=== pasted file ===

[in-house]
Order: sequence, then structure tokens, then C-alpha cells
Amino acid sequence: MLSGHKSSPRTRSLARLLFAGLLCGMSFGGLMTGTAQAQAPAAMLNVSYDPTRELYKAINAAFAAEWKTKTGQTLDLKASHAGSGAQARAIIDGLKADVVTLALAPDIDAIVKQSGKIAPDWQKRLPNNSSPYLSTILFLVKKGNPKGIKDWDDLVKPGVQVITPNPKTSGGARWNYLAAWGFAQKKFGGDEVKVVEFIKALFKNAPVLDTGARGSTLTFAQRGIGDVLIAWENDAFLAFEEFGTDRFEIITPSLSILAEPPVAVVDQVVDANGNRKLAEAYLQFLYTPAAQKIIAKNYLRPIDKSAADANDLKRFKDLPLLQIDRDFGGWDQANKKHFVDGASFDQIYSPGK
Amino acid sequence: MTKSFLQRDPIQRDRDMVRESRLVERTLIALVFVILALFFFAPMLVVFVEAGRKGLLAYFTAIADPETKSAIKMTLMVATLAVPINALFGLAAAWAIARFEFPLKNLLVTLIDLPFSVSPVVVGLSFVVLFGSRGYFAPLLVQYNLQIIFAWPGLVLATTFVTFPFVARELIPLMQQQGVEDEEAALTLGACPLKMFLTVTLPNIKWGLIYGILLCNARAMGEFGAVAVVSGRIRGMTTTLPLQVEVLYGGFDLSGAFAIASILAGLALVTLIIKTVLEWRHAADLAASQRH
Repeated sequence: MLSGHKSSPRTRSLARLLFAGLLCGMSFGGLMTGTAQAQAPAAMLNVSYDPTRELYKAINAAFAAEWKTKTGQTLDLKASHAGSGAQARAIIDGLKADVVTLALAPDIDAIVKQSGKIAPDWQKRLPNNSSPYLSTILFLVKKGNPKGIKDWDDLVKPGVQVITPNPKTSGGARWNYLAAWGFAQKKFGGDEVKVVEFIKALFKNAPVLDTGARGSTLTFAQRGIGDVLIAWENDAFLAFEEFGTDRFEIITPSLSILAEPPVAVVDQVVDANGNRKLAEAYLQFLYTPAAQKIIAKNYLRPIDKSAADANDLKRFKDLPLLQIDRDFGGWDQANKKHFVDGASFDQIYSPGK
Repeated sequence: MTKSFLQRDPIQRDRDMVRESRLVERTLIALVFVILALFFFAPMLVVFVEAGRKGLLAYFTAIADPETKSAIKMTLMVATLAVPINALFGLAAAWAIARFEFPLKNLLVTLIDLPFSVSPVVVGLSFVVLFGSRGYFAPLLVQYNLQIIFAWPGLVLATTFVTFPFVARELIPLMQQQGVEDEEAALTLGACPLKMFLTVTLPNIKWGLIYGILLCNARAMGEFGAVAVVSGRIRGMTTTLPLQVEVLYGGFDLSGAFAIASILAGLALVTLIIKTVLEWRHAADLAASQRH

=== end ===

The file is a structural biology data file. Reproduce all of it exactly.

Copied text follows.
[in-house]
Order: sequence, then structure tokens, then C-alpha cells
Amino acid sequence: MLSGHKSSPRTRSLARLLFAGLLCGMSFGGLMTGTAQAQAPAAMLNVSYDPTRELYKAINAAFAAEWKTKTGQTLDLKASHAGSGAQARAIIDGLKADVVTLALAPDIDAIVKQSGKIAPDWQKRLPNNSSPYLSTILFLVKKGNPKGIKDWDDLVKPGVQVITPNPKTSGGARWNYLAAWGFAQKKFGGDEVKVVEFIKALFKNAPVLDTGARGSTLTFAQRGIGDVLIAWENDAFLAFEEFGTDRFEIITPSLSILAEPPVAVVDQVVDANGNRKLAEAYLQFLYTPAAQKIIAKNYLRPIDKSAADANDLKRFKDLPLLQIDRDFGGWDQANKKHFVDGASFDQIYSPGK
Amino acid sequence: MTKSFLQRDPIQRDRDMVRESRLVERTLIALVFVILALFFFAPMLVVFVEAGRKGLLAYFTAIADPETKSAIKMTLMVATLAVPINALFGLAAAWAIARFEFPLKNLLVTLIDLPFSVSPVVVGLSFVVLFGSRGYFAPLLVQYNLQIIFAWPGLVLATTFVTFPFVARELIPLMQQQGVEDEEAALTLGACPLKMFLTVTLPNIKWGLIYGILLCNARAMGEFGAVAVVSGRIRGMTTTLPLQVEVLYGGFDLSGAFAIASILAGLALVTLIIKTVLEWRHAADLAASQRH
Repeated sequence: MLSGHKSSPRTRSLARLLFAGLLCGMSFGGLMTGTAQAQAPAAMLNVSYDPTRELYKAINAAFAAEWKTKTGQTLDLKASHAGSGAQARAIIDGLKADVVTLALAPDIDAIVKQSGKIAPDWQKRLPNNSSPYLSTILFLVKKGNPKGIKDWDDLVKPGVQVITPNPKTSGGARWNYLAAWGFAQKKFGGDEVKVVEFIKALFKNAPVLDTGARGSTLTFAQRGIGDVLIAWENDAFLAFEEFGTDRFEIITPSLSILAEPPVAVVDQVVDANGNRKLAEAYLQFLYTPAAQKIIAKNYLRPIDKSAADANDLKRFKDLPLLQIDRDFGGWDQANKKHFVDGASFDQIYSPGK
Repeated sequence: MTKSFLQRDPIQRDRDMVRESRLVERTLIALVFVILALFFFAPMLVVFVEAGRKGLLAYFTAIADPETKSAIKMTLMVATLAVPINALFGLAAAWAIARFEFPLKNLLVTLIDLPFSVSPVVVGLSFVVLFGSRGYFAPLLVQYNLQIIFAWPGLVLATTFVTFPFVARELIPLMQQQGVEDEEAALTLGACPLKMFLTVTLPNIKWGLIYGILLCNARAMGEFGAVAVVSGRIRGMTTTLPLQVEVLYGGFDLSGAFAIASILAGLALVTLIIKTVLEWRHAADLAASQRH